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What should the incoming British Design & Art Direction chief executive Michael Hockney do to build the design community’s interest in the ad industry-dominated organisation?

Take a look at the D&AD student annual, then take a look at the full D&AD annual. Where do these graduating designers go for 15 years? Bridging this gap is vital to ensure the prestige of the D&AD Awards, and in maintaining the interest and exuberance of emerging generations of designers of all disciplines.’

Nick Foster, Designer, Seymour Powell

‘Some designers find D&AD inaccessible because they don’t always work in the more traditional ways encouraged by the organisation. They should challenge the copywriter/ art director model – it’s rarely how leading interactive groups actually work. The awards categories could accommodate the many different communication channels available. Good methods of execution and style should be considered along with classic conceptual work.’

Tom Kershaw, Interaction designer, Zentropy

Partners UK

‘The challenge is to build an organisation that puts an end to this distinction between what are essentially two strands of the same creative process and create a culture where the importance and value of communication is paramount.’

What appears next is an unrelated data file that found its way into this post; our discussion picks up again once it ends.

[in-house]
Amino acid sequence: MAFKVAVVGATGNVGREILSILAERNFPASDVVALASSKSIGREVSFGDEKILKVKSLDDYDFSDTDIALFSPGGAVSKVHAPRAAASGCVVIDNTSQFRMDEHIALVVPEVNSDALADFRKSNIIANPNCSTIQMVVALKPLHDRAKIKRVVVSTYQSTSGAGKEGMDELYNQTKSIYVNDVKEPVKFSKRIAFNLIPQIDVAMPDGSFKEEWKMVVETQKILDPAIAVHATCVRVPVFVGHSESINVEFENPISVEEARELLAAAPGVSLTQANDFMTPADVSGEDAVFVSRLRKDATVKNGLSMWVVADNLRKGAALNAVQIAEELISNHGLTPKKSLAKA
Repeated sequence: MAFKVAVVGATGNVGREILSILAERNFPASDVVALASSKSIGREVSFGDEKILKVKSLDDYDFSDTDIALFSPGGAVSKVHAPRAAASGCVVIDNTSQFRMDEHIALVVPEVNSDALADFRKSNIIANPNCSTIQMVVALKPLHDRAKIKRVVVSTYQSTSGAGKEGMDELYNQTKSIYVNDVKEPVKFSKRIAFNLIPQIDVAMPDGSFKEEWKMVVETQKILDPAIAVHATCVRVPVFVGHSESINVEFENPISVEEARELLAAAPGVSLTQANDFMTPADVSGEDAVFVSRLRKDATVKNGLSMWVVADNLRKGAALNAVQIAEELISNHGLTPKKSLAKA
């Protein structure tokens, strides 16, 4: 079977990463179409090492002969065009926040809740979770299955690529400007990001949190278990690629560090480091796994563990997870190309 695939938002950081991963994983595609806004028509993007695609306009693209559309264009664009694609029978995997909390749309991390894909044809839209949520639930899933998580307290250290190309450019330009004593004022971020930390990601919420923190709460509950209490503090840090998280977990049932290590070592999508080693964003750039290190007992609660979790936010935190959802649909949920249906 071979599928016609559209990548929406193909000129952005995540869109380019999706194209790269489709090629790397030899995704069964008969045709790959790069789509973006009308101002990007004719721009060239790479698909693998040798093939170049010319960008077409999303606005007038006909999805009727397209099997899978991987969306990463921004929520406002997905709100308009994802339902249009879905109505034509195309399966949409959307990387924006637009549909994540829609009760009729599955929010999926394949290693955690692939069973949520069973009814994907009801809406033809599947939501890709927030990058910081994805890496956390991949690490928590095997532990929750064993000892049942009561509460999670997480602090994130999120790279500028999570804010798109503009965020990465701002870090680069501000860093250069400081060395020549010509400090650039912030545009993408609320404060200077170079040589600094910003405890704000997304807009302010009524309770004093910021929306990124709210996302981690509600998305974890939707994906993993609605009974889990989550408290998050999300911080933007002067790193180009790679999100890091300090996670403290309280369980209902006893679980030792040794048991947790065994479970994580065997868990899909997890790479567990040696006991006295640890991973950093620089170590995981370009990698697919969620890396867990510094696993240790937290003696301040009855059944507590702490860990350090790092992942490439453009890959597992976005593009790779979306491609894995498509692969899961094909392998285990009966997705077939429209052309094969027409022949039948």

Darren Richardson, Director, Gardiner Richardson

‘For most of us, D&AD is all about the awards and as it stands, it’s expensive to make a submission. The ad industry can afford it; for the most part the more interesting end of the design community can’t. Consequently the design submissions are pretty much made by the larger commercial groups, and that doesn’t make for much controversy or indeed excitement. There is probably a way to make the submission fee relate to the size of group.’

Tim Pyne, Designer

‘Why not try to reduce or blur the distinctions between design and advertising by focusing purely on creative thought and collaboration? This also translates when working with clients and serves to adopt a media neutral position. Therefore encouraging better communication choices to express a clients’ brand.’

Bryan Hook, Creative partner, Hookson

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